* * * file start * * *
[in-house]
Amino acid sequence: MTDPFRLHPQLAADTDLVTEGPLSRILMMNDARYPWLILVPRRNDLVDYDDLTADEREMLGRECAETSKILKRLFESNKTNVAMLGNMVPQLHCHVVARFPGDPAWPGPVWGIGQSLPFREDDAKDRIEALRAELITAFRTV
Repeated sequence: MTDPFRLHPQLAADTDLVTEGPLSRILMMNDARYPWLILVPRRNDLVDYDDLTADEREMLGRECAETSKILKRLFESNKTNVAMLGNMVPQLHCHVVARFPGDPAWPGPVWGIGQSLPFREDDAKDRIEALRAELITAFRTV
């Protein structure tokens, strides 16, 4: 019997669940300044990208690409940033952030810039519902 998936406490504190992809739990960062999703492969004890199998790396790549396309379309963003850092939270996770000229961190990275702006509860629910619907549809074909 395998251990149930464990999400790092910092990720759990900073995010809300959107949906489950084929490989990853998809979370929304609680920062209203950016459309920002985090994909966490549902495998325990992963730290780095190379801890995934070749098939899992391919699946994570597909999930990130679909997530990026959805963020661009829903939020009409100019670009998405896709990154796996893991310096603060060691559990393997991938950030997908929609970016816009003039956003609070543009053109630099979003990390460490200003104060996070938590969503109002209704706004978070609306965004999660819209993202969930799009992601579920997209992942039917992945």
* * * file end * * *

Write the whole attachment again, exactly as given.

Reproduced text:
[in-house]
Amino acid sequence: MTDPFRLHPQLAADTDLVTEGPLSRILMMNDARYPWLILVPRRNDLVDYDDLTADEREMLGRECAETSKILKRLFESNKTNVAMLGNMVPQLHCHVVARFPGDPAWPGPVWGIGQSLPFREDDAKDRIEALRAELITAFRTV
Repeated sequence: MTDPFRLHPQLAADTDLVTEGPLSRILMMNDARYPWLILVPRRNDLVDYDDLTADEREMLGRECAETSKILKRLFESNKTNVAMLGNMVPQLHCHVVARFPGDPAWPGPVWGIGQSLPFREDDAKDRIEALRAELITAFRTV
């Protein structure tokens, strides 16, 4: 019997669940300044990208690409940033952030810039519902 998936406490504190992809739990960062999703492969004890199998790396790549396309379309963003850092939270996770000229961190990275702006509860629910619907549809074909 395998251990149930464990999400790092910092990720759990900073995010809300959107949906489950084929490989990853998809979370929304609680920062209203950016459309920002985090994909966490549902495998325990992963730290780095190379801890995934070749098939899992391919699946994570597909999930990130679909997530990026959805963020661009829903939020009409100019670009998405896709990154796996893991310096603060060691559990393997991938950030997908929609970016816009003039956003609070543009053109630099979003990390460490200003104060996070938590969503109002209704706004978070609306965004999660819209993202969930799009992601579920997209992942039917992945």